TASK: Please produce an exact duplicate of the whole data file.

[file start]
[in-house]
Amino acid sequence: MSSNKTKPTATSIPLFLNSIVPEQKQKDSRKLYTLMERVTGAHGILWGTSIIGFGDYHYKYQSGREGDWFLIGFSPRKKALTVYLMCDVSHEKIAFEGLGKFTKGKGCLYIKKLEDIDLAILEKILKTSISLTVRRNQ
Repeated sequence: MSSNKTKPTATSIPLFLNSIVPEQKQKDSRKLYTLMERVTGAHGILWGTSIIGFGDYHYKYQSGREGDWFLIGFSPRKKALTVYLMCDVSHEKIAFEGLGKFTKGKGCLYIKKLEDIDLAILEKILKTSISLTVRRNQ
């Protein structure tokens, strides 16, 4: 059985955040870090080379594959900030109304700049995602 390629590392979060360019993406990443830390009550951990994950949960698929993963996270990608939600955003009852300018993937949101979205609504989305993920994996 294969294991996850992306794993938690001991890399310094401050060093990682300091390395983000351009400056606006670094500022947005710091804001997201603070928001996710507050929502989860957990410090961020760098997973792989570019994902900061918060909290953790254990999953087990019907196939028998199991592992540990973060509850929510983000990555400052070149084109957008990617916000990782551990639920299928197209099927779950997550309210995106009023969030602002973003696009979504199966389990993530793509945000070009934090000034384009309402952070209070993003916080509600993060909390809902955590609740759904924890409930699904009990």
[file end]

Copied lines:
[in-house]
Amino acid sequence: MSSNKTKPTATSIPLFLNSIVPEQKQKDSRKLYTLMERVTGAHGILWGTSIIGFGDYHYKYQSGREGDWFLIGFSPRKKALTVYLMCDVSHEKIAFEGLGKFTKGKGCLYIKKLEDIDLAILEKILKTSISLTVRRNQ
Repeated sequence: MSSNKTKPTATSIPLFLNSIVPEQKQKDSRKLYTLMERVTGAHGILWGTSIIGFGDYHYKYQSGREGDWFLIGFSPRKKALTVYLMCDVSHEKIAFEGLGKFTKGKGCLYIKKLEDIDLAILEKILKTSISLTVRRNQ
């Protein structure tokens, strides 16, 4: 059985955040870090080379594959900030109304700049995602 390629590392979060360019993406990443830390009550951990994950949960698929993963996270990608939600955003009852300018993937949101979205609504989305993920994996 294969294991996850992306794993938690001991890399310094401050060093990682300091390395983000351009400056606006670094500022947005710091804001997201603070928001996710507050929502989860957990410090961020760098997973792989570019994902900061918060909290953790254990999953087990019907196939028998199991592992540990973060509850929510983000990555400052070149084109957008990617916000990782551990639920299928197209099927779950997550309210995106009023969030602002973003696009979504199966389990993530793509945000070009934090000034384009309402952070209070993003916080509600993060909390809902955590609740759904924890409930699904009990």